Why does tax advice vary with different accountants?
I don’t think it’s so much variability between accountants (this isn’t a super-complicated area of tax law). Where I think the variability comes from is in the individual trainer’s other tax facts and outside income. A single person who doesn’t itemize, has no kids, and isn’t a homeowner will have the same income and deduction rules for their fitness business as a person who is married, has 3 kids, owns a home, and itemizes, but their tax returns will look totally different.
Two people who train clients, for similar hourly payment at two different gyms can have completely different tax returns. It’s not so much variability in the tax positions taken (there are some grey areas but not a ton) as the misunderstanding of the variability of people’s individual tax facts.
The only way fitness tax deductions actually save us money, even if they’re legitimate deductions, is if they reduce our taxable income on our return. But that doesn’t always happen, not because of the legitimacy of the deduction, but because of an individual’s tax facts.
What tax information is often overlooked by personal trainers?
Know whether they are being treated as an employee or an independent contractor. Employees receive a W-2 and have taxes taken out for federal, state, and payroll taxes, so some of your taxes are paid to state and federal government before you get your check.
Independent contractors should receive a 1099 if they make more than $600. (Even if they make less than $600, the income is still taxable, but for the convenience of the entity making the payment, they don’t have to give you a 1099.) Income from independent contractors doesn’t have federal, state, or payroll taxes taken out. This matters because you will be responsible for paying the federal, state, and payroll taxes when you file your returns.
Have a general idea of what you can deduct. If you do use an accountant, when they return your receipts and tax materials to you, ask them to go over the return to you so that you can understand what they deducted (and why), what they didn’t deduct (and why), and they might give you hints on how to save money next year.
This is important for two reasons (1) Even when you have an accountant prepare your tax return when you sign it, you’re agreeing that you understand what they did. (2) Once you take the time to understand your tax return, you might choose to file it on your own the following year(s). So, rather than making a yearly investment, you make a one-time investment and educate yourself.
What is the average amount of time and financial investment for an accountant?
This depends on how organized for taxes you are. Most accounting agencies will give you a tax organization folder, meaning a folder, binder, or list of things they need you to collect in order to complete your return. If you’ve kept your receipts for expenses during the year, and write what the expenses are for so the accountant can categorize them and enter them on your return, it can be just a couple hours.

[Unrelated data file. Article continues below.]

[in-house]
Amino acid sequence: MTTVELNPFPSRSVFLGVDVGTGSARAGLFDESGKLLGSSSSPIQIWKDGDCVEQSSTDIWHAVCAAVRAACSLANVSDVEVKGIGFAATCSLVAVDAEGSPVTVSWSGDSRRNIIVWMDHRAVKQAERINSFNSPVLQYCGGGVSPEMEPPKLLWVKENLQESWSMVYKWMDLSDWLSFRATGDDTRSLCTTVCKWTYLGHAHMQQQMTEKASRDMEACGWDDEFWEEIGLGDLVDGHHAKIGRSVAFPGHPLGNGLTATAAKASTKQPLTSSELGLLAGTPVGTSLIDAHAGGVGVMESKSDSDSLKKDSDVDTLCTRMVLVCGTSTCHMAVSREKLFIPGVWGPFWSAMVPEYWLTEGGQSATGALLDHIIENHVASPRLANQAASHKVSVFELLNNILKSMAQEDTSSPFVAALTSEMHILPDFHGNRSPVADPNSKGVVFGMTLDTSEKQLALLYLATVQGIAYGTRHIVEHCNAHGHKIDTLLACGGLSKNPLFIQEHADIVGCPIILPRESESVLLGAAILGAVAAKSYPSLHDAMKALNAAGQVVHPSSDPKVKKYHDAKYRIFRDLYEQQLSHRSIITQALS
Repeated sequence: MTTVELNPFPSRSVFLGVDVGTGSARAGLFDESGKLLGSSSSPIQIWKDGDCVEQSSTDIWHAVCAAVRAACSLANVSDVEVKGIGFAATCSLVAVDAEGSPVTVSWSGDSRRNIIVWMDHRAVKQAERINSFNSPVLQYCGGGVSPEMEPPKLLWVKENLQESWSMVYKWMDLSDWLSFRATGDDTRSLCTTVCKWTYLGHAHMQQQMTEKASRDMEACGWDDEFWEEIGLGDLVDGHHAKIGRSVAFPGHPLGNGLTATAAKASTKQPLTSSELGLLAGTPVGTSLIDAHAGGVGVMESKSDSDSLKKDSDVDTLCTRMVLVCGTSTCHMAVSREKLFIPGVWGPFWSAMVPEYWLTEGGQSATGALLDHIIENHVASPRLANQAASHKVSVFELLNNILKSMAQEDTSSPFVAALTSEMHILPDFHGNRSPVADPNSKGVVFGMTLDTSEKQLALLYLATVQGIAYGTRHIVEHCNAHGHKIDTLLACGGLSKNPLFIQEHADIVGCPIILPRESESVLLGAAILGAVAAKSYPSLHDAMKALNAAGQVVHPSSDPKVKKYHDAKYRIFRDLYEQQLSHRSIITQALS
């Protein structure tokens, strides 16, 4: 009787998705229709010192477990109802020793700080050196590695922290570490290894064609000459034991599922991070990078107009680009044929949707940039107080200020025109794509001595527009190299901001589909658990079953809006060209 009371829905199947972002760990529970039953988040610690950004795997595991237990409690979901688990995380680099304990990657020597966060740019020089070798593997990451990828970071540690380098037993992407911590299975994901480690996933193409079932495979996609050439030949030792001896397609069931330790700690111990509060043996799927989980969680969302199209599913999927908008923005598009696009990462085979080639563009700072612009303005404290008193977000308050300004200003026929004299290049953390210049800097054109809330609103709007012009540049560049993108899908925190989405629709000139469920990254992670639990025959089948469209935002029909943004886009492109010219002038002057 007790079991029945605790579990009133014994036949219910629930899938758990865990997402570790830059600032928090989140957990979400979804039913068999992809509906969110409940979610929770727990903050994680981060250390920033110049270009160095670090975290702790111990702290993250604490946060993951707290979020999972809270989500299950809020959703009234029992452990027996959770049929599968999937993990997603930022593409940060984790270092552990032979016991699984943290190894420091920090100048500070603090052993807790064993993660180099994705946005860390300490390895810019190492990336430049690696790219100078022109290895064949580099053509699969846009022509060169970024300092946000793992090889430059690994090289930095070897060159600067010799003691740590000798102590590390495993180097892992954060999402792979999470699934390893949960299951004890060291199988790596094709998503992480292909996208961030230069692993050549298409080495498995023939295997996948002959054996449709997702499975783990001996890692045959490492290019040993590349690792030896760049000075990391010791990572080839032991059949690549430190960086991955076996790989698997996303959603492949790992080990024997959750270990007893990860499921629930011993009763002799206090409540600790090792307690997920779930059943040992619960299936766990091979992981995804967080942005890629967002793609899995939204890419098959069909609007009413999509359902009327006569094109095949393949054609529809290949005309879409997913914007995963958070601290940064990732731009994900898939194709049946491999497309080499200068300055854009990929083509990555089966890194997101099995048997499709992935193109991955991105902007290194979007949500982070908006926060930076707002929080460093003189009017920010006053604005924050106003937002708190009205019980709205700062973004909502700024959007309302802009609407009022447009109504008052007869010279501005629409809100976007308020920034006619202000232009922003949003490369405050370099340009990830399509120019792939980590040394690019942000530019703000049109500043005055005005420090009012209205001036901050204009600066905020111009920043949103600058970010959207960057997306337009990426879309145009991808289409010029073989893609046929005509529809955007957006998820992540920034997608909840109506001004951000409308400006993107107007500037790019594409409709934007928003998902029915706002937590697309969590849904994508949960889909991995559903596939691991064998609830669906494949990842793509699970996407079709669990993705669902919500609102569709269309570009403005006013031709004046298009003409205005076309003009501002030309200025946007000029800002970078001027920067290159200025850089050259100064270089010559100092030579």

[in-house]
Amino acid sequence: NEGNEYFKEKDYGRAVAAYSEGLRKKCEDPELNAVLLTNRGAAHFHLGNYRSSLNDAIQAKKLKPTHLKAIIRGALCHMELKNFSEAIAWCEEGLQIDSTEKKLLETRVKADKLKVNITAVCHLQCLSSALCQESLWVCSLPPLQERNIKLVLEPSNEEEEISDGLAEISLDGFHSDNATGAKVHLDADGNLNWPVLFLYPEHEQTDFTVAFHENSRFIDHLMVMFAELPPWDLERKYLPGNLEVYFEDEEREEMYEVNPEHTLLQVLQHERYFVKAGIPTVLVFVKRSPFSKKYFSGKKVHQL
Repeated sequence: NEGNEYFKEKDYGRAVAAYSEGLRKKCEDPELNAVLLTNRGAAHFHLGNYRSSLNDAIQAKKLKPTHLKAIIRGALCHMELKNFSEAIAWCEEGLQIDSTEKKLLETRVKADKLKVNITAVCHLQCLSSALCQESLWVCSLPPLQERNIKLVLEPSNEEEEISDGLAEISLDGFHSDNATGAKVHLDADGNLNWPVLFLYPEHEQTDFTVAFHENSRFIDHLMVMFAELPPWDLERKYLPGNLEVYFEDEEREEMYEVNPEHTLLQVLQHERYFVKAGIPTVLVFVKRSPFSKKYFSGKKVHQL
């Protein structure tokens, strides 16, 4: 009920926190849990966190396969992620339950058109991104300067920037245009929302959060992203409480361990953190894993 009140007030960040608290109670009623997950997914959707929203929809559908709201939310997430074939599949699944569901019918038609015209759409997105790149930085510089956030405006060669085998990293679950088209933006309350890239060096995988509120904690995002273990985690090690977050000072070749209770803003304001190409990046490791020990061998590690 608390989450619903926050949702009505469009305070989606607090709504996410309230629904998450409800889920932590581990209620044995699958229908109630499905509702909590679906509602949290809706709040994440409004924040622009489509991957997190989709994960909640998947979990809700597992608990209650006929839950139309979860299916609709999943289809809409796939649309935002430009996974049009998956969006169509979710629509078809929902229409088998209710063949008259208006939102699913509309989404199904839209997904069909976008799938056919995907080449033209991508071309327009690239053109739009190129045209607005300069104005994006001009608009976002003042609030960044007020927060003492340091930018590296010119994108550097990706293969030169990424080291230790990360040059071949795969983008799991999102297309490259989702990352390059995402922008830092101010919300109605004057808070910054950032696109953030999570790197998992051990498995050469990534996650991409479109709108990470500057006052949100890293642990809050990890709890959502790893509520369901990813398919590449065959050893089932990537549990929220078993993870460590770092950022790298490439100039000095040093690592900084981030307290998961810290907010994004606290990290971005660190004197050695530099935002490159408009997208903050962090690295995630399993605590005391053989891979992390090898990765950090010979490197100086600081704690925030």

If you hand your accountant a shoe box full of receipts, you might miss out on some deductions if the accountant doesn’t understand why an expense is relevant to your business.
Accountant fees can vary greatly, from $50 per hour on up. The more organized you are, the less time it will take for your accountant to assemble your return.
How can an accountant save a personal trainer time and money?
An accountant, in asking you questions about your expenses, might uncover things you didn’t know were deductible. This is especially important for independent contractors but is also relevant for employees.
Another legitimate reason to use an accountant to do your taxes is that it saves you time and stress. Most people don’t like doing their taxes, and the hours you would be doing your taxes are hours you could be training clients, spending time with your family, etc.
When should a personal trainer contact an accountant?
Ideally, a personal trainer should locate an accountant before the end of the year or very early in the year, and agree, together, on when the return will be completed. Engaging them early will create less stress for both of you, and will give you more time to collect your materials in a way that makes it easier, thus faster, thus cheaper, for your accountant to process on your return. The accountant might also be able to do an end-of-year income check to determine whether you need to make estimated tax payments before your file your return.
Personal trainers help people get in shape and accountants help people monitor their money. It’s always helpful to have a coach when you’re entering territory outside of your comfort zone or expertise.
References and Resources
Nancy Korf is a former CPA and tax accountant residing in Portland, Oregon. When she is not attending to children and cats, she does personal training and teaches multiple group-exercise formats. Nancy is also a ZES(tm) for the Zumba Gold program, educating Zumba(r) instructors in five states to teach inclusive fitness classes. Her mission is to help individuals live their most vibrant lives.
Nancy provides a unique perspective for us about personal trainer taxes.
Tax Planning for Personal Trainers: Getting Organized
Tax Planning for Personal Trainers: Estimated Payments
Tax Deductions for Personal Trainers
Tracking Mileage for Personal Trainer Tax Deductions